Scientists in the lab: Featuring Rebecca Fleeman

By Samantha Black, PhD, ScienceBoard editor in chief

January 8, 2020 -- This month, ScienceBoard is featuring scientists in the laboratory to celebrate their important contributions to the scientific community. We are excited to introduce our first featured scientist of this month, Rebecca Fleeman of Penn State College of Medicine in Hershey, PA.

From graduate students and postdocs to laboratory technicians and principal investigators, each researcher plays an important role in the scientific process. With the beginning of a new decade comes the opportunity to set, refine, and achieve professional and personal goals. ScienceBoard is happy to help scientists at any stage of their careers convey the importance of their work and share their passion for scientific discovery with you!

We are excited to introduce our first featured scientist of this month. Rebecca Fleeman is a graduate student at Penn State College of Medicine in Hershey, PA.

Tell us how you got involved in your current position or laboratory.

Rebecca Fleeman
Rebecca Fleeman.

I joined Dr. Proctor's systems biology lab in the department of neurosurgery after completing a rotation with her through my PhD program in biomedical sciences. My original interest when applying for graduate school was studying cardiometabolic diseases. However, after meeting with Dr. Elizabeth Proctor at a graduate school event, I quickly became interested in neuroscience. Her lab studies neurodegenerative diseases, including Alzheimer's disease. Interestingly, Alzheimer's disease is increasingly being recognized as a whole-body disease, and not just a disease of the brain. My interest was further piqued when I learned that the greatest genetic risk factor for Alzheimer's disease is also a key risk factor for heart disease. Therefore, I chose to complete a rotation in her lab to follow my interest in connecting the mechanism behind these similar risk factors. I fell in love with her lab because we study pathology at the molecular, cellular, tissue, and whole organism level. I was excited for the opportunity to hone my skills in cell culture and in vivo models while also learning new skills such as computational multivariate modeling. My rotation project involved understanding changes in cytokine signaling in the brain due to genetic risk factors for Alzheimer's disease. I officially joined the lab after that 10-week rotation, almost a year ago.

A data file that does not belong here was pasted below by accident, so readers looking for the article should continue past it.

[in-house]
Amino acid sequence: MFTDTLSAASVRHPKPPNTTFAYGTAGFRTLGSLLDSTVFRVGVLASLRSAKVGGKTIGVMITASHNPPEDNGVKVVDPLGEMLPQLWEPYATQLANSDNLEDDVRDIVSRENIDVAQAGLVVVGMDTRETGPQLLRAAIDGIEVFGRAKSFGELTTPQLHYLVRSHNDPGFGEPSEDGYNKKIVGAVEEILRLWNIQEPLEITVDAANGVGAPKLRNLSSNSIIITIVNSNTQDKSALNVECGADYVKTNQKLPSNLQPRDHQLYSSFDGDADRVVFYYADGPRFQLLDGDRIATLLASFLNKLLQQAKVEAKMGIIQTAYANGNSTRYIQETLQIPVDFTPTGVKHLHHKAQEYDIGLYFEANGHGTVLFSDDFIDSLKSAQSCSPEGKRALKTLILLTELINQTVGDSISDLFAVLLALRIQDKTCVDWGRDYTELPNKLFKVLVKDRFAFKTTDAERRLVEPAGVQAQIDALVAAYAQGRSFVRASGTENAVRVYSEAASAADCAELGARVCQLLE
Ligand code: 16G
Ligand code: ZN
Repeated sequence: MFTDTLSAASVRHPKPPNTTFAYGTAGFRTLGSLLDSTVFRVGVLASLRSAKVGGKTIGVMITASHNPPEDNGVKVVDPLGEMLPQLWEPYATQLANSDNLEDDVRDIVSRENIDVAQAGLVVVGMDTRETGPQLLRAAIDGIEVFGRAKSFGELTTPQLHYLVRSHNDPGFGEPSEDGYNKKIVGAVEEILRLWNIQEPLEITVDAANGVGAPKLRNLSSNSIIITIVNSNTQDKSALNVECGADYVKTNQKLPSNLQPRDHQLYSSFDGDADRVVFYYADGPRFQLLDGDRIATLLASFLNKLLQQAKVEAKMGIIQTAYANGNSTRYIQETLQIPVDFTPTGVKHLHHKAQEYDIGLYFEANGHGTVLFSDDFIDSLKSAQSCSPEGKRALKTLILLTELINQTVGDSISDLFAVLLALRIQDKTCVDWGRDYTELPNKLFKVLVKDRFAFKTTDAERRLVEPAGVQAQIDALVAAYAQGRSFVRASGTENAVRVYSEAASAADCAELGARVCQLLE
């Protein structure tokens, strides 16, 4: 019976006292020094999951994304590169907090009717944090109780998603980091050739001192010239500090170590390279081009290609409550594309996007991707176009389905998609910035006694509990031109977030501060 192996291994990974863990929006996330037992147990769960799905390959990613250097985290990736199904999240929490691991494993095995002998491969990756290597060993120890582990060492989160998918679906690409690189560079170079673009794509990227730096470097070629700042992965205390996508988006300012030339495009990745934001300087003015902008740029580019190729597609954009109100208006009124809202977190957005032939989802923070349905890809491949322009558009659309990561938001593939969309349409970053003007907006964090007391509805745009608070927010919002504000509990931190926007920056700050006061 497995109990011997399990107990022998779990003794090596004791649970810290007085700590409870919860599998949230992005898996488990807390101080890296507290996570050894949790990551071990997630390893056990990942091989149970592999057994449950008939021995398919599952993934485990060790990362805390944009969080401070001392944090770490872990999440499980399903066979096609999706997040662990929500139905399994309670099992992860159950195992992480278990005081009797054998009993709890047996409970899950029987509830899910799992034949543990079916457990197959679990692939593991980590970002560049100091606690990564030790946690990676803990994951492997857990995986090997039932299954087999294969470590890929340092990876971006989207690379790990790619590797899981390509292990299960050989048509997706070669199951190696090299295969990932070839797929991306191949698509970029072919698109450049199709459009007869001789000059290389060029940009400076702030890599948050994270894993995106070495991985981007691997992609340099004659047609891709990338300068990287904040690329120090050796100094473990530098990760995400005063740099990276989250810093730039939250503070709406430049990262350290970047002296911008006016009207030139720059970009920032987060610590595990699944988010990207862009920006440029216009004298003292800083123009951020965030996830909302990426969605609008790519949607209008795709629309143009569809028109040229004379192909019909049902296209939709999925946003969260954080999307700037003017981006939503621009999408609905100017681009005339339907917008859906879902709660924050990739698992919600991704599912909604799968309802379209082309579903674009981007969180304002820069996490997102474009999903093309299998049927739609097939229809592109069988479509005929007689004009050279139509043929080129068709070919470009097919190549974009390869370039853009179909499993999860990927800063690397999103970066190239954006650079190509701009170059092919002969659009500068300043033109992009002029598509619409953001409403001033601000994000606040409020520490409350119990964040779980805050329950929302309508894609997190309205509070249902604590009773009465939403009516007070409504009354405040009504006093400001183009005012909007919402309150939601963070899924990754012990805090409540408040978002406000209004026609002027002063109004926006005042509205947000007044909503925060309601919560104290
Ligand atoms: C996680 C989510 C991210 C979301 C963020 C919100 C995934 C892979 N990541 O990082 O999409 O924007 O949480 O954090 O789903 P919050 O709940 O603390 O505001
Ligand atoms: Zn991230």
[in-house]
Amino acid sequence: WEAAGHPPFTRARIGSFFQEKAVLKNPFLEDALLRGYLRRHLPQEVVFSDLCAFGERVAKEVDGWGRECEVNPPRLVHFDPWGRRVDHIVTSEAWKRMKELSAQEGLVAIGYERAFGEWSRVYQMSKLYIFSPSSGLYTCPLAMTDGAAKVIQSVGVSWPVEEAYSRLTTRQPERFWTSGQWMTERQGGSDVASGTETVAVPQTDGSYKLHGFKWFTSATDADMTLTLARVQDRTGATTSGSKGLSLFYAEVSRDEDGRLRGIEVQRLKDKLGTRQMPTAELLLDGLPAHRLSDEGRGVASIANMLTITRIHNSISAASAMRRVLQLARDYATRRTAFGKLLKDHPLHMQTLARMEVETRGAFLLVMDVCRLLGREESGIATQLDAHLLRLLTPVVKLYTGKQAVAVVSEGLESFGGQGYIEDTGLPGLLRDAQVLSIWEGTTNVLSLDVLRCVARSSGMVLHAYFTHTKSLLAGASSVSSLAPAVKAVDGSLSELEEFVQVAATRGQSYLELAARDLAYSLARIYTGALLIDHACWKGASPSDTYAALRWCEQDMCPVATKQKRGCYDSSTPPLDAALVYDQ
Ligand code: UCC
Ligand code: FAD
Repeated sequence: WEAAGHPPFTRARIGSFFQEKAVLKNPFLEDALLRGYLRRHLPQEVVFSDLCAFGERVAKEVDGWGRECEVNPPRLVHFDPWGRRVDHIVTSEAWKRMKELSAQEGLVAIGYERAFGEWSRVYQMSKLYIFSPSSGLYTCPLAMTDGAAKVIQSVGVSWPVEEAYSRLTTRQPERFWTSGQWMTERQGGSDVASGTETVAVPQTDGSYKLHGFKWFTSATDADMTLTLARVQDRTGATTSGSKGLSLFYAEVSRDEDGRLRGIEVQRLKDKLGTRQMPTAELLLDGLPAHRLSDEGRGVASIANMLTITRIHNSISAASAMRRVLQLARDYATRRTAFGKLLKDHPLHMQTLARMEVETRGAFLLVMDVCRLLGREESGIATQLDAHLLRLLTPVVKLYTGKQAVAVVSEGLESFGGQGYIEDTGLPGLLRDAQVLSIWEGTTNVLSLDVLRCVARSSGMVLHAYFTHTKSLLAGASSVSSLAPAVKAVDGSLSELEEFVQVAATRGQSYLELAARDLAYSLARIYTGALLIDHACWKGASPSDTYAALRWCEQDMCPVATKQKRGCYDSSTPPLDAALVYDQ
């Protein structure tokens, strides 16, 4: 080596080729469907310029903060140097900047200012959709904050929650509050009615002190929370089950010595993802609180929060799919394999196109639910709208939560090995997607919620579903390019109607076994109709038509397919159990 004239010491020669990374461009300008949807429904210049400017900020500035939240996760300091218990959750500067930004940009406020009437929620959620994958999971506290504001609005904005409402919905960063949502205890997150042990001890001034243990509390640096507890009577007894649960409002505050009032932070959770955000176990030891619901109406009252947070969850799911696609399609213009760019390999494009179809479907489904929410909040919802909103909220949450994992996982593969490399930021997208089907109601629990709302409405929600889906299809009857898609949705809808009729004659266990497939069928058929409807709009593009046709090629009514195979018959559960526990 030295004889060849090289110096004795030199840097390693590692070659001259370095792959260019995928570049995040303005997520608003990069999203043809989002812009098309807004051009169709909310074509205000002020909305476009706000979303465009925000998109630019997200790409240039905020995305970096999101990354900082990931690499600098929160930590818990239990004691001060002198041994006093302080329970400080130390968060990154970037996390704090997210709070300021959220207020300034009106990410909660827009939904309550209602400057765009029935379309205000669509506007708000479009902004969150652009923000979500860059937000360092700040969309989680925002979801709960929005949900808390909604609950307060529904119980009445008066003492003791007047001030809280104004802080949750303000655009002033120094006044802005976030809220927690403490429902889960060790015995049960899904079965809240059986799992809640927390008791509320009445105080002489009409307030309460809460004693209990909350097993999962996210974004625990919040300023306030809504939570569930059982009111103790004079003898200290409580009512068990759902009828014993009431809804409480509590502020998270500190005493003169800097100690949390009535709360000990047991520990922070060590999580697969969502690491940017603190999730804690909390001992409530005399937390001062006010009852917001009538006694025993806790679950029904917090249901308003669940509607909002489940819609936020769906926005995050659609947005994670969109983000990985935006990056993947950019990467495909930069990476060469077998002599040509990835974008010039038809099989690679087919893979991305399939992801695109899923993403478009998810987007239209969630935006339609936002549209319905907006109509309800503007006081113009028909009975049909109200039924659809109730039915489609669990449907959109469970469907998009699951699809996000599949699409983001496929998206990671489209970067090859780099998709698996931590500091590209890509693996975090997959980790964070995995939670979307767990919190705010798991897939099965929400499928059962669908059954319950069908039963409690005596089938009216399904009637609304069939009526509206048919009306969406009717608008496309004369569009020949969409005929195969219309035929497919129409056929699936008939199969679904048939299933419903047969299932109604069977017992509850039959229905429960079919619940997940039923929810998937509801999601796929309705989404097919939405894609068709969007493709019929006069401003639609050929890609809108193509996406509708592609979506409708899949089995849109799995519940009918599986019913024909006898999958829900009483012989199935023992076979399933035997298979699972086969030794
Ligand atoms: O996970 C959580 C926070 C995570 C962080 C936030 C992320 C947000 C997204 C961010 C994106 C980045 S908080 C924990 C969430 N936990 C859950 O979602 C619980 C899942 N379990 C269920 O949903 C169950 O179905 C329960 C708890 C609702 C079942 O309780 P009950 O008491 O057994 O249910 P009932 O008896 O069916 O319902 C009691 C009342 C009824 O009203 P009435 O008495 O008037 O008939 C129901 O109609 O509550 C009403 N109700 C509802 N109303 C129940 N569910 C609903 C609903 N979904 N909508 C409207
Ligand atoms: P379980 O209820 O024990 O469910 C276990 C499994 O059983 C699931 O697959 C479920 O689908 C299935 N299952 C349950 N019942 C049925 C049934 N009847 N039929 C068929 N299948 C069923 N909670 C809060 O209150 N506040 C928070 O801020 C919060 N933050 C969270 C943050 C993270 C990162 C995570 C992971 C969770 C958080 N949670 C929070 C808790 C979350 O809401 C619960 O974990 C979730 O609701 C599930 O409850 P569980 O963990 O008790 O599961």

What questions are you asking with your lab work? Or what answers will your experiments help you get?

I am trying to understand the interactions between genetic and environmental risk factors. I want to know why the APOE4 gene increases risk for Alzheimer's and if this mechanism may also play into increased risk for atherosclerosis. Specifically, we are looking at interactions between APOE E4, the greatest genetic risk factor for Alzheimer's disease, and a Western diet. We are also asking questions about how neuroinflammation plays a role in this. We use multivariate modeling to understand the complex interactions between inflammatory cytokines in different regions and cells of the brain.

What will your work contribute to the scientific community and the public at large?

My hope is that my contributions will help in the ongoing battle to better understand Alzheimer's disease pathology onset so that we can develop better preventative strategies and therapeutics.

What types of experiments and tests do you typically perform in the lab?

We use primary cell culture to look at cytokine signaling, calcium signaling, and metabolic changes due to genetic risk factors. We mostly culture neurons, astrocytes, and microglia. We also use immunohistochemistry, immunoblot, Seahorse metabolic assays, and Luminex multiplex assays.

Do you have a favorite experiment to run or protocol? If so, tell us why.

I think my favorite experiment would be running Luminex multiplexing assays. It is a great way to look at a large number of cytokine concentrations simultaneously to get a better picture of how different Alzheimer's disease-relevant stimuli can alter inflammation. I really fell in love with this method also because it allowed me to gather data that I could then learn multivariate modeling on. I have been able to learn to use computational methods in R programming that I think are really important for understanding large data sets.

What future directions do you hope to pursue in your research career?

As a second-year PhD student, I hope to continue to pursue the research stated above. I am excited to be done with classes and candidacy in order to pursue these research directions full time over the next few years.

Do you have any publications or materials that readers can reference if they want to learn more about your work?

Not currently. So far, all my publications are from working in other rotation labs. We are currently working on papers relevant to the research stated above.

If you are interested in learning more about Rebecca or her work, she can be reached at

Scientists in the Lab

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